Ethiopia land lease risks displacement: report


ADDIS ABABA — Ethiopia's leasing of vast swathes of arable land to foreign and state-owned firms risks adding to the millions of people already requiring food aid in the drought-struck region, a US based think-tank warned on Friday.
Some 200,000 people are at risk of being displaced from land-grabbing, with at least 350,000 hectares of land leased since 2008 in south-west Ethiopia alone, according to the Oakland Institute.
"The impact is going to be terrible, because we can't expect this kind of development to benefit the local population," said Oakland's policy director Frederic Mousseau.
An additional 90,000 hectares are marketed as "available" in the federal land bank, Mousseau said.
"They will be losing their livelihood, and just join the millions of people that are relying on food aid in Ethiopia," he said.
Driven by recent food, energy and climate crises, investors from richer nations have been acquiring rights to vast tracts of land in several African nations to meet demand for bio-fuels, crops and mining resources.
Ethiopia is among the Horn of Africa nations affected by extreme drought, that has left some 12 million people in danger of starvation and spurred a global fund-raising campaign.
Some 4.56 million people in Ethiopia are in need of emergency aid, according to the UN.
But the Ethiopian government spokesman Bereket Simon rejected the report.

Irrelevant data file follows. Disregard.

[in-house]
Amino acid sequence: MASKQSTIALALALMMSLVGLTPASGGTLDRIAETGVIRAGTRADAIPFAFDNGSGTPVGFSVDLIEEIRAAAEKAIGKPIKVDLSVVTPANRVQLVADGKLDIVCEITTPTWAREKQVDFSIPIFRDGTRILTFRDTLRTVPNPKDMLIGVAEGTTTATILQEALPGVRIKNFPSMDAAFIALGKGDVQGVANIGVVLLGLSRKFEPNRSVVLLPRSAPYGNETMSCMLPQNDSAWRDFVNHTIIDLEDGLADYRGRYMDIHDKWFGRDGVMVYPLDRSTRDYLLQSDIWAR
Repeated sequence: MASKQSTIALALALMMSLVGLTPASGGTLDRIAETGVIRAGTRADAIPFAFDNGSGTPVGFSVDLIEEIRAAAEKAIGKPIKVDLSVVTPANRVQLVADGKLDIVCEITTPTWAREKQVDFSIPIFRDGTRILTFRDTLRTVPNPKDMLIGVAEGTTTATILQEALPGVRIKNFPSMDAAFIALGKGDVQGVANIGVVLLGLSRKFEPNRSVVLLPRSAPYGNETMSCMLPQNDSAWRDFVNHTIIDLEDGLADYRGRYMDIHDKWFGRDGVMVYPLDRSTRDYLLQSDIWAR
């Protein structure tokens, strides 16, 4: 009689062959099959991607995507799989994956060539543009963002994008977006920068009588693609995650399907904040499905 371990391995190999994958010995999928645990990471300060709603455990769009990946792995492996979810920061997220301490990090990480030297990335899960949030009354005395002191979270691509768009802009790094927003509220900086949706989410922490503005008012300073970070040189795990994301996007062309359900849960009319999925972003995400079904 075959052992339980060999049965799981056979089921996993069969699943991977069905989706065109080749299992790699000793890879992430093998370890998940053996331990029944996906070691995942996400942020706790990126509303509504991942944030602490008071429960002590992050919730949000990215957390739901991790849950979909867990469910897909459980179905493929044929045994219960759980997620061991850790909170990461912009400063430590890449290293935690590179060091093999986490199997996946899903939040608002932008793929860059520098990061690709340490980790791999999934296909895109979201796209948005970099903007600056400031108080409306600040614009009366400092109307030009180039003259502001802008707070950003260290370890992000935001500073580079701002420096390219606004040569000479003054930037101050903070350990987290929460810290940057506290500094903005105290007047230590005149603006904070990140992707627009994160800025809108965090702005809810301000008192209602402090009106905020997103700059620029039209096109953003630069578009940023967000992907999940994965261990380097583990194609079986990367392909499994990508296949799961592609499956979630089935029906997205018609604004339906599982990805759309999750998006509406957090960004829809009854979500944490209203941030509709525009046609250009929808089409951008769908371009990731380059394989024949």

"The allegations of land grabbing, I think the Ethiopian government is not operating in that fashion," Bereket said.
"It is a responsible government that knows what it is doing," he added.
Under Ethiopian law, pastoralists have the right not to be displaced from their own land and must be consulted when land is taken over.
Bereket said local groups will be compensated if they are displaced.
"According to the constitution, we provide adequate compensation as well as giving them jobs. We make sure their lives are not being hampered," he told AFP.
The report adds to warnings earlier this week by rights group Survival International, who accused authorities of intimidating local populations to leave their land.
"We've had reports of heavy handedness, and it's clear that the government is paving the way for these projects to take off," said spokeswoman Fiona Watson.
The group's findings were based on information from local sources and international workers in the region.
Land buyers in poorer nations come from countries like Britain, China, the Gulf states, Saudi Arabia and South Korea, a World Bank report last year said.
On Thursday, Germany's Africa policy coordinator said the practice of buying up land in the Horn of Africa by foreign companies was contributing to the drought.
"This catastrophe is also man-made," Guenter Nooke said.
Ethiopia's south-west Omo region is the site of Africa's largest hydroelectric dam project Gibe II, which also threatens to displace communities when construction begins later this year.
The Chinese government vehemently denied any part in buying up land in Africa.
"China has never had plans to buy land overseas and China has never purchased land in Africa," the foreign ministry said in a statement sent to AFP.

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